Kalitas, Traitor of Ghet is a strange choice to me, since the deck is so heavy on exile effects for removal, but perhaps having a four-drop that can stabilize the battlefield for your planeswalkers is needed. Personally, I would look to Linvala, the Preserver, currently in the sideboard, as a more powerful option that offers immediate lifegain when necessary.
Notably, the 5/5 body survives Languish even if the Angel token does not, and I expect to see the numbers of Languish increase in these slower lists as it is likely the biggest payoff for cutting down on creatures. There were also lists with Descend upon the Sinful in small numbers, which is a solid supplement if you want to remove bigger creatures or need the exile clause on your sweeper.
There are plenty of other W/B lists from #SCGBALT, all with their own unique twists on the archetype. I expect these three to be the most popular variants, so rather than go through the rest, I will end by discussing some of the cards I think are currently well-positioned and others that are not to help you all tune your lists from this weekend. Keep in mind that this positioning can and will change frequently from month to month and even week to week, so developing an understanding of what helps and hurts these cards is paramount.
These two cards will often fight for space as the two-mana removal spell that supplements Declaration in Stone, and right now I think Ultimate Price is the better of the pair. It matches up well against the Human Aggro lists, even killing top-end creatures like Archangel of Tithes and Archangel Avacyn. Red Eldrazi was not as prevalent as I expected it to be, which was one of the poor matchups for Ultimate Price, although a rise in the B/W Eldrazi list will certainly make Price worse.
More controlling lists may need the more reliable answer to an early creature because they lack the option of playing an early defender, but right now I am defaulting to Price and waiting for the metagame to present a strong reason to switch back. On a related note, I think Grasp of Darkness is excellent, so if your manabase can support it, I would look to play at least three of them before looking at the other options.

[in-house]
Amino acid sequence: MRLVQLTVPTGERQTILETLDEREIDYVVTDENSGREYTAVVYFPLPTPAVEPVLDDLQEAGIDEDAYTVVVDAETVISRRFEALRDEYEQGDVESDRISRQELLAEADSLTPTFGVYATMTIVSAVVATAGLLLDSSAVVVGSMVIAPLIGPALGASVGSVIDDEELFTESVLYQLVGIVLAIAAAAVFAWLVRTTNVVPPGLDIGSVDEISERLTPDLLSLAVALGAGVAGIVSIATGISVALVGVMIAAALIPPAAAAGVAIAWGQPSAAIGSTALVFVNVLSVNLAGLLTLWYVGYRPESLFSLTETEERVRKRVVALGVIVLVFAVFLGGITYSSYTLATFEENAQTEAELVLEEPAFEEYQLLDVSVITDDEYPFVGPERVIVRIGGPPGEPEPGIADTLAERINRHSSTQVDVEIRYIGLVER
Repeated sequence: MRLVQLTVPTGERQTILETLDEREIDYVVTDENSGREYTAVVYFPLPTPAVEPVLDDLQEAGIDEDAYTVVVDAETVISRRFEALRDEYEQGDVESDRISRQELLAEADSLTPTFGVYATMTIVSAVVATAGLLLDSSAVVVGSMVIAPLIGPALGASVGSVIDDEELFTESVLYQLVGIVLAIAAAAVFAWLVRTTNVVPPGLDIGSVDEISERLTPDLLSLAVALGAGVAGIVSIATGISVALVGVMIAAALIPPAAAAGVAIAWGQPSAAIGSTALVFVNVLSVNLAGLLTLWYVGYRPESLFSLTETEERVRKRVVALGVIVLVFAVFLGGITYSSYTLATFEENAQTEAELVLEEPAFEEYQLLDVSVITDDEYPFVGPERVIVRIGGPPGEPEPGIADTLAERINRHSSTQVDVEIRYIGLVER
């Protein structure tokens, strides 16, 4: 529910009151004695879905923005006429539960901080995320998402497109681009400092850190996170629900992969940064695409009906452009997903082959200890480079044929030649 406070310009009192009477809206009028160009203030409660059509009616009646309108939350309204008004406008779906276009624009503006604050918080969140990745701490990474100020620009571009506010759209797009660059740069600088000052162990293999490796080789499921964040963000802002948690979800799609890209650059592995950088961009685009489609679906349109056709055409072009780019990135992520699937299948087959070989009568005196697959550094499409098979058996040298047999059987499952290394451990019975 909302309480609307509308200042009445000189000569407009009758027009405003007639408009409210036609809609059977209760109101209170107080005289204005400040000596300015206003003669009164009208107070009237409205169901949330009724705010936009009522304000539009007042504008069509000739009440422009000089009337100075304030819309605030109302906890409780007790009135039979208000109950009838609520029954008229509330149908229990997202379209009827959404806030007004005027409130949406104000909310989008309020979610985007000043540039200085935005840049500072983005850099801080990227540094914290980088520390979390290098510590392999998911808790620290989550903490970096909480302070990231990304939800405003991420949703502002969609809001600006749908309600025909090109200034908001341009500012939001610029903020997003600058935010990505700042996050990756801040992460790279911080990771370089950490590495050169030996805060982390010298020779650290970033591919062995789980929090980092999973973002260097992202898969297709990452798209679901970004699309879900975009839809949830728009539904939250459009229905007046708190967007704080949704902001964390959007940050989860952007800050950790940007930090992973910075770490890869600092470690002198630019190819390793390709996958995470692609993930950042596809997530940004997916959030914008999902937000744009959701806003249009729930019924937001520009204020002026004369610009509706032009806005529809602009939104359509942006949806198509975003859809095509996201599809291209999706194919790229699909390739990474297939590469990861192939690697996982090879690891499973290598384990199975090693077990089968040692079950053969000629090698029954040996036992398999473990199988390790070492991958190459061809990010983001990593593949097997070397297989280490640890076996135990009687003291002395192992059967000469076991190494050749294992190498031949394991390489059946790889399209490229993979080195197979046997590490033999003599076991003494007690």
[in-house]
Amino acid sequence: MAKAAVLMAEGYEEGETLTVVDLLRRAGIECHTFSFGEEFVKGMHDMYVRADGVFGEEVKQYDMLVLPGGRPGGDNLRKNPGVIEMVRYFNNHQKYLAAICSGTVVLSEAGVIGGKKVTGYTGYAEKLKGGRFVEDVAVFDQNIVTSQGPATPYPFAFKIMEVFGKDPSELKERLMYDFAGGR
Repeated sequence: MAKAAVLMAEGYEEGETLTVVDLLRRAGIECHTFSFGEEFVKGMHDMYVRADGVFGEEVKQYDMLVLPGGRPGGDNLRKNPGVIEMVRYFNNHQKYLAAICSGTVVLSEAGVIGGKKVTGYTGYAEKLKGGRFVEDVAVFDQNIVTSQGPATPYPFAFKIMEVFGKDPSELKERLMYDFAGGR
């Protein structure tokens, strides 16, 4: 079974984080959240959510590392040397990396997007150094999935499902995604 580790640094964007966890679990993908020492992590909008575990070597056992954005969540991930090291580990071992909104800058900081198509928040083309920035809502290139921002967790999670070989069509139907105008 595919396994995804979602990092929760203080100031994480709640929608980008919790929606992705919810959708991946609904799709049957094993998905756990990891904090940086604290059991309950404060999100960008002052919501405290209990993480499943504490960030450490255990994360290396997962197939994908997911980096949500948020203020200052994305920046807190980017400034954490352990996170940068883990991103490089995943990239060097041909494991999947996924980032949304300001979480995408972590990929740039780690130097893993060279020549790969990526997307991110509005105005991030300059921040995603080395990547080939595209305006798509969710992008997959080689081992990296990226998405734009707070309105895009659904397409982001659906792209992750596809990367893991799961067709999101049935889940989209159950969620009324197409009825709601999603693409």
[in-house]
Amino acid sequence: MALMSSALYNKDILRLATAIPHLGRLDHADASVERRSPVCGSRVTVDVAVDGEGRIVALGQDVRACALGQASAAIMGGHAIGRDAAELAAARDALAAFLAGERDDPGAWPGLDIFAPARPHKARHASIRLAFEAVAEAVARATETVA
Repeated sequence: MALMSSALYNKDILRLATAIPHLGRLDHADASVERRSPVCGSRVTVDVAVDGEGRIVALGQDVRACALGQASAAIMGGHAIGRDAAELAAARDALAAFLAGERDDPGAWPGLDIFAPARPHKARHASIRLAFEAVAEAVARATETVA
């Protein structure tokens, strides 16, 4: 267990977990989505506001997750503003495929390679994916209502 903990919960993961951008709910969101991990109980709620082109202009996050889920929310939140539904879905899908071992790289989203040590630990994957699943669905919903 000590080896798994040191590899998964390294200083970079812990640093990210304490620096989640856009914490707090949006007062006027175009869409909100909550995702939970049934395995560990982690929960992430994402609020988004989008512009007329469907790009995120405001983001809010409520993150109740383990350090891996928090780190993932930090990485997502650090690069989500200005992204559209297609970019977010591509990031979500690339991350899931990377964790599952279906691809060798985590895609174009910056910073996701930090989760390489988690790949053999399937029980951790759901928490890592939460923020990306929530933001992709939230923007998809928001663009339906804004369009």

The early dominance of white decks means exile effects (along with Reflector Mage) are everywhere, so Hangarback Walker is not the difficult to deal with threat you need it to be. Also, the immediate impact of a 1/1 or a 2/2 is marginal at best, so I think the Barrel o' Thopters is at its worst right now. Ayli, however, stabilizes the battlefield against aggressive creatures, matches up well against Sylvan Advocate, gives you some life when needed, and allows you to flip Archangel Avacyn on demand.
High on Sweepers
I think Languish is a great Level One card for this weekend as players flock to white aggressive decks and Avacyn. It also plays well against the Bant Company deck Jim Davis used to win the tournament. I certainly expect to see the more controlling lists of B/W do well, so we should all be prepared.
For the more creature-heavy B/W lists, all is not lost. Tragic Arrogance was easily the best card in the sideboard of B/W Eldrazi, and I expect it to become a staple if the metagame does not stray far from where it is now. Leaving yourself with an Avacyn against a Dragon Hunter, Reflector Mage, or another small creature is huge when trying to turn the corner against aggressive decks, and it punishes players for leaving too many Clues on the battlefield or for playing too many enchantment removal cards.
Low on Secure the Wastes
Secure the Wastes is already a card that needs help to be good, since even casting it for something in the four-to-six range will rarely change the course of a game. Once you set it up with Gideon, a single attack is all you'll get before Declaration in Stone undoes all your hard work. The same is true for using Secure to flip Westvale Abbey…that is, if your Ormendahl isn't immediately removed by Anguished Unmaking or Stasis Snare. And all this says nothing of the presence of Virulent Plague in many sideboards, making Secure look absolutely embarrassing. There are simply better options for late-game plans right now.
High on Sorin, Grim Nemesis
This was among the most ubiquitous cards for B/W, appearing in nearly every variant and always pulling its weight. As a six-mana card, it is hard to play more than a couple of copies, but the first two are nearly always going to be excellent. Coming in with six loyalty makes it very difficult to eliminate the card in combat, so I would make sure to come with more direct answers, like Ruinous Path, Anguished Unmaking, or To the Slaughter.
This is my starting point while preparing for the Standard portion of the Invitational in Columbus this weekend. B/W Midrange is one of the decks to beat in Standard at the #SCGINVI, alongside Human Aggro and Bant Company. With my natural predilection for aggressive decks, I would not be surprised if I gravitate toward one of the latter two, but the list I play will be heavily informed by the above understanding of B/W and its many variants.
While the Human Aggro and Bant Company archetypes have little variation among them, aside from the splash options for Humans, B/W is highly customizable, and understanding the subtle differences between lists is important for everything from strategic planning and sideboarding to informing your in-game decisions by quickly determining what variant your opponent is playing.
Then again, Archangel Avacyn is not a realistic Magic card, so I may just have to give up my aggressive ways in favor of raw power. As for Modern, let's just say I am happy to be working with Thompson when the goal is finding the best homes for Ancestral Vision and Sword of the Meek.